NHS fundraising hero Captain Sir Tom Moore knighted by the Queen


National hero Captain Sir Tom Moore has been knighted by the Queen in recognition of raising almost £33 million for the NHS by walking laps of his garden.

The 100-year-old Second World War veteran was dubbed a knight by the Queen with her father's sword in an open air ceremony in Windsor Castle's quadrangle.

The former Army officer was joined by his family - daughter Hannah Ingram-Moore, son-in-law Colin Ingram, grandson Benji and granddaughter Georgia.

After hosting the informal ceremony, the Queen spent around five minutes chatting to Sir Tom and his family.

She was overheard telling the former Army captain who celebrated becoming a centenarian a few months ago: “One hundred is a great age.”

The Queen, who has been sheltering at Windsor with Philip for much of the lockdown asked: “Have you been shut up – been isolating?”

The head of state’s arrival into the quadrangle was signalled by the sound of bagpipes played by the Queen’s Piper, Pipe Major Richard Grisdale, of the Royal Regiment of Scotland.

The Queen at Windsor in July Credit: Chris Jackson/PA

The event was her first face-to-face royal engagement with a member of the public since March – albeit with social distancing.

Earlier, the Queen and Duke of Edinburgh attended the unannounced wedding of their granddaughter Princess Beatrice and Edoardo Mapelli Mozzi in a nearby chapel.

After the ceremony Sir Tom said he was "absolutely overawed", adding: "This is such a high award and to get it from Her Majesty as well – what more can anyone wish for? This has been an absolutely magnificent day for me.”

To meet the Queen was more than anyone could expect, never ever did I imagine I would get so close to the Queen and have such a kind message from her, it was truly outstanding.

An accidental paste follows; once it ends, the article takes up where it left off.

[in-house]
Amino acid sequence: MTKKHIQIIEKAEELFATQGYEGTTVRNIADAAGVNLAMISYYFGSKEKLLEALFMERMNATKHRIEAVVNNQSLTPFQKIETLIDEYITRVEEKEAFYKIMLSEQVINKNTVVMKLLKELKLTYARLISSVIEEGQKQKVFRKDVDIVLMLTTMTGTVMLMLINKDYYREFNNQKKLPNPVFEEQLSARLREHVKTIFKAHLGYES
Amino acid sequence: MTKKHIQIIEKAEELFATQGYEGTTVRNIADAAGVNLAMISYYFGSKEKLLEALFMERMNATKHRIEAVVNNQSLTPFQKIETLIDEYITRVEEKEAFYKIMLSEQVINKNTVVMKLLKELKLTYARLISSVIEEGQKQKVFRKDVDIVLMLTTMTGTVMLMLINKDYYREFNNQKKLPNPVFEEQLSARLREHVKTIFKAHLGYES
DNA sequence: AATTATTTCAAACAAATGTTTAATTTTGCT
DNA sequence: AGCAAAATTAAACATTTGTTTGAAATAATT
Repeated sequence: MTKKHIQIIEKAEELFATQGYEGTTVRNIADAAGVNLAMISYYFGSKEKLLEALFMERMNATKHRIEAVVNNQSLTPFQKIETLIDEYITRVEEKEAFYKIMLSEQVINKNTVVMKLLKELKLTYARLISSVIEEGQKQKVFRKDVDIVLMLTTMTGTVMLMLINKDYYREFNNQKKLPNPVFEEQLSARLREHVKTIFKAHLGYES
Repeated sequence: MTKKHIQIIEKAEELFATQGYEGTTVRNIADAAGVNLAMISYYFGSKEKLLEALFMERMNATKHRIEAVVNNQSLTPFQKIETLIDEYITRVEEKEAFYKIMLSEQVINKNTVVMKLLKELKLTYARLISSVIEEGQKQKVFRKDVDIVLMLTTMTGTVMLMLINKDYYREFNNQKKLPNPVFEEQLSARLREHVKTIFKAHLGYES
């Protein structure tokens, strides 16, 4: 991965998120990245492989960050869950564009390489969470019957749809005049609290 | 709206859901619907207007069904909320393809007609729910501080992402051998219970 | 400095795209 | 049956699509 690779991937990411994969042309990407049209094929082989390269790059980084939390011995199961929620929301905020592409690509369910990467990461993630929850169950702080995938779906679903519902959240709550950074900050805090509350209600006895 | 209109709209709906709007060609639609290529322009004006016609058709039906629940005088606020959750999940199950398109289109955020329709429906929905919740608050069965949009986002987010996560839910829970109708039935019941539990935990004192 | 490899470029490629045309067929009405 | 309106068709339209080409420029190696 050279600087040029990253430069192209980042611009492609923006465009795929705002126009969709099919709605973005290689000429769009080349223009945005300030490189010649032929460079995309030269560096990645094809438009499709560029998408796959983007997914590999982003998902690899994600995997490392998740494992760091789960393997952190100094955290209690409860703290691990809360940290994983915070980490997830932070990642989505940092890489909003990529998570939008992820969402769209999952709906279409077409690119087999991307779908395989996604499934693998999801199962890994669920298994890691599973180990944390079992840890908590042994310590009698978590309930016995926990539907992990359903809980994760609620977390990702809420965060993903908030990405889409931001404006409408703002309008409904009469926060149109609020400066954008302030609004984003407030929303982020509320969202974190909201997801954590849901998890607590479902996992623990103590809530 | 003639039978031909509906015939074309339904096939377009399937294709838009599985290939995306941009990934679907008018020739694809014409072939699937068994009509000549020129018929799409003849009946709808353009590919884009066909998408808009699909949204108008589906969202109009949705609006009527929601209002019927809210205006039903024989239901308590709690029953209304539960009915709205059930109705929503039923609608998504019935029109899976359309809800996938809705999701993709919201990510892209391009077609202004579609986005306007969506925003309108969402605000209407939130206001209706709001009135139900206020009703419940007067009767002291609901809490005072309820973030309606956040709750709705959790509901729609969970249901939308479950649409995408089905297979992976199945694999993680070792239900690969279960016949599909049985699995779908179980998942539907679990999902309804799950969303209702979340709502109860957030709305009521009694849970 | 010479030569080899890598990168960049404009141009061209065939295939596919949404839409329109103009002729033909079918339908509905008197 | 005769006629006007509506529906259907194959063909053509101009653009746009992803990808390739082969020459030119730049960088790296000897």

Captain Sir Tom Moore

Asked what was better, raising more than £30 million or having the Queen “break her lockdown” to award him the honour, Sir Tom replied: “The money is very useful but you’ve only one Queen and when you get a message from the Queen there’s no value that can be placed on that.”

But when he was asked about the personal message he received from the Queen, Sir Tom remained tight-lipped.

“That’s between the Queen and I,” he said “I don’t think I’ll tell anybody what she said, it was just the Queen and I speaking privately and it was a great honour for me to be able to speak to her at all."

Prime Minister Boris Johnson congratulated Sir Tom, saying on Twitter that his knighthood was "richly deserved".

He said: "You have inspired the whole nation with your fantastic fundraising efforts."

Sir Tom Moore’s official Twitter account on Friday morning said: “Good Morning! Ready and raring to go for what is a very special day. Thank you for all the well wishes, as ever, overwhelmed by your support. #todaywillbeagoodday”

Sir Tom had set out to raise £1,000 by walking 100 laps of his garden in the village of Marston Moretaine in Bedfordshire before his 100th birthday on April 30.

But his efforts struck a chord with national feeling, and praise and donations flooded in, with Prime Minister Boris Johnson saying the veteran “provided us all with a beacon of light through the fog of coronavirus” and recommended he be knighted.